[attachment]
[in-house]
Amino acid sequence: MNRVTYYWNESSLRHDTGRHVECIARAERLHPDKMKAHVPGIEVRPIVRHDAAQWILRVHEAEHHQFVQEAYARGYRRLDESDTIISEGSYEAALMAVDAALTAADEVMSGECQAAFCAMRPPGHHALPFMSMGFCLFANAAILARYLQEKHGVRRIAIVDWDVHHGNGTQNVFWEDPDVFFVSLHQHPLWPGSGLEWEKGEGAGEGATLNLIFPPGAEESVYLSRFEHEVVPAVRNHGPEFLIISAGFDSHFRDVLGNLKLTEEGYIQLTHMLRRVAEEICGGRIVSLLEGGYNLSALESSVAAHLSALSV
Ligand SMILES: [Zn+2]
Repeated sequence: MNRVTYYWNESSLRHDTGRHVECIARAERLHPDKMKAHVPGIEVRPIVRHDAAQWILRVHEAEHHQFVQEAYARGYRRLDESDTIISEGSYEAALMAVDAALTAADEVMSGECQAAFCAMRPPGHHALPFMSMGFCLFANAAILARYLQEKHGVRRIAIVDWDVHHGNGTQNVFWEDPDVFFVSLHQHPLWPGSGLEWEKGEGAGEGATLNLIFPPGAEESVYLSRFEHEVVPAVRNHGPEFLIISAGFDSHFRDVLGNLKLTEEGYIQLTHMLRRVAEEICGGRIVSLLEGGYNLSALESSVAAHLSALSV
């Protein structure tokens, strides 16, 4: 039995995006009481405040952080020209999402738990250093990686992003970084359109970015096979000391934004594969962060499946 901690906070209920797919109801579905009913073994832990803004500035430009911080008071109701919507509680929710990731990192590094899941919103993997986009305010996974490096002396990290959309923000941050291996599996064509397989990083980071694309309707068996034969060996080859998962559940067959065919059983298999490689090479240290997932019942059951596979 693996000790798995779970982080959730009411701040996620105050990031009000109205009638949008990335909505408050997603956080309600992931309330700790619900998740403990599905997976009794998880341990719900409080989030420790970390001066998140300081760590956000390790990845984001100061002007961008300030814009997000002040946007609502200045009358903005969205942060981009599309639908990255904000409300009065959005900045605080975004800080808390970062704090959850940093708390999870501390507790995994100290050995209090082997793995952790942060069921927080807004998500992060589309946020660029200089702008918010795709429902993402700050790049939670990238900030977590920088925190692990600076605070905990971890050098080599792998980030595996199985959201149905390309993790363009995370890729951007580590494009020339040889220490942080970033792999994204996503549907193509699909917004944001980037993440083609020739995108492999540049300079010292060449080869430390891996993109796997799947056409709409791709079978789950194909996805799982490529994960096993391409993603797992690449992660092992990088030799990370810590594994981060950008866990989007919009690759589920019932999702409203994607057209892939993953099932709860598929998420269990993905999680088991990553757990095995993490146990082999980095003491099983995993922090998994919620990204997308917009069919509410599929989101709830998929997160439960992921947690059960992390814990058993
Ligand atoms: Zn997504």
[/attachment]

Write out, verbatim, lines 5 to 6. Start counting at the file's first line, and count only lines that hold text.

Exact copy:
């Protein structure tokens, strides 16, 4: 039995995006009481405040952080020209999402738990250093990686992003970084359109970015096979000391934004594969962060499946 901690906070209920797919109801579905009913073994832990803004500035430009911080008071109701919507509680929710990731990192590094899941919103993997986009305010996974490096002396990290959309923000941050291996599996064509397989990083980071694309309707068996034969060996080859998962559940067959065919059983298999490689090479240290997932019942059951596979 693996000790798995779970982080959730009411701040996620105050990031009000109205009638949008990335909505408050997603956080309600992931309330700790619900998740403990599905997976009794998880341990719900409080989030420790970390001066998140300081760590956000390790990845984001100061002007961008300030814009997000002040946007609502200045009358903005969205942060981009599309639908990255904000409300009065959005900045605080975004800080808390970062704090959850940093708390999870501390507790995994100290050995209090082997793995952790942060069921927080807004998500992060589309946020660029200089702008918010795709429902993402700050790049939670990238900030977590920088925190692990600076605070905990971890050098080599792998980030595996199985959201149905390309993790363009995370890729951007580590494009020339040889220490942080970033792999994204996503549907193509699909917004944001980037993440083609020739995108492999540049300079010292060449080869430390891996993109796997799947056409709409791709079978789950194909996805799982490529994960096993391409993603797992690449992660092992990088030799990370810590594994981060950008866990989007919009690759589920019932999702409203994607057209892939993953099932709860598929998420269990993905999680088991990553757990095995993490146990082999980095003491099983995993922090998994919620990204997308917009069919509410599929989101709830998929997160439960992921947690059960992390814990058993
Ligand atoms: Zn997504």